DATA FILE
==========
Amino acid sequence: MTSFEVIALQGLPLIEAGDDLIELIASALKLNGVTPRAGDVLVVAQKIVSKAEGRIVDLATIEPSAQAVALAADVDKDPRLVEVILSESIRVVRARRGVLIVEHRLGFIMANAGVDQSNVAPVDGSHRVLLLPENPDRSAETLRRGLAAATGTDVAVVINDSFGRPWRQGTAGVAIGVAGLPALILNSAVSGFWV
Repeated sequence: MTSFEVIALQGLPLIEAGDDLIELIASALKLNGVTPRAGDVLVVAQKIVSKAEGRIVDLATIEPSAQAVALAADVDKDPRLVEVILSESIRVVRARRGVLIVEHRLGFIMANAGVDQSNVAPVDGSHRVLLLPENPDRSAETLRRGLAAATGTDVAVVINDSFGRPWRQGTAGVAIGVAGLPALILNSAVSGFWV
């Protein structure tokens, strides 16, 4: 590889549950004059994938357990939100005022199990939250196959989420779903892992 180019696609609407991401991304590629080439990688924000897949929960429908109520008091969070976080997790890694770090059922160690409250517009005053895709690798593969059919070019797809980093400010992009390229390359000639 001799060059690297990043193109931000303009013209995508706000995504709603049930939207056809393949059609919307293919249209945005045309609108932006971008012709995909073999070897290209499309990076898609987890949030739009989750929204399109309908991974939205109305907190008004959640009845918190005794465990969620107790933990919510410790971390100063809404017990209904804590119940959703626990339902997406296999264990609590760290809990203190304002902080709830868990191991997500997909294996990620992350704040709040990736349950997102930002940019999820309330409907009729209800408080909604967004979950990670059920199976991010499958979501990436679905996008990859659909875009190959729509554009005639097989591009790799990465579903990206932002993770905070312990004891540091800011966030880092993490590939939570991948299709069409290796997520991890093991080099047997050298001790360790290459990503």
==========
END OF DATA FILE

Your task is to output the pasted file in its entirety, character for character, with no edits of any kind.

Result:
Amino acid sequence: MTSFEVIALQGLPLIEAGDDLIELIASALKLNGVTPRAGDVLVVAQKIVSKAEGRIVDLATIEPSAQAVALAADVDKDPRLVEVILSESIRVVRARRGVLIVEHRLGFIMANAGVDQSNVAPVDGSHRVLLLPENPDRSAETLRRGLAAATGTDVAVVINDSFGRPWRQGTAGVAIGVAGLPALILNSAVSGFWV
Repeated sequence: MTSFEVIALQGLPLIEAGDDLIELIASALKLNGVTPRAGDVLVVAQKIVSKAEGRIVDLATIEPSAQAVALAADVDKDPRLVEVILSESIRVVRARRGVLIVEHRLGFIMANAGVDQSNVAPVDGSHRVLLLPENPDRSAETLRRGLAAATGTDVAVVINDSFGRPWRQGTAGVAIGVAGLPALILNSAVSGFWV
């Protein structure tokens, strides 16, 4: 590889549950004059994938357990939100005022199990939250196959989420779903892992 180019696609609407991401991304590629080439990688924000897949929960429908109520008091969070976080997790890694770090059922160690409250517009005053895709690798593969059919070019797809980093400010992009390229390359000639 001799060059690297990043193109931000303009013209995508706000995504709603049930939207056809393949059609919307293919249209945005045309609108932006971008012709995909073999070897290209499309990076898609987890949030739009989750929204399109309908991974939205109305907190008004959640009845918190005794465990969620107790933990919510410790971390100063809404017990209904804590119940959703626990339902997406296999264990609590760290809990203190304002902080709830868990191991997500997909294996990620992350704040709040990736349950997102930002940019999820309330409907009729209800408080909604967004979950990670059920199976991010499958979501990436679905996008990859659909875009190959729509554009005639097989591009790799990465579903990206932002993770905070312990004891540091800011966030880092993490590939939570991948299709069409290796997520991890093991080099047997050298001790360790290459990503």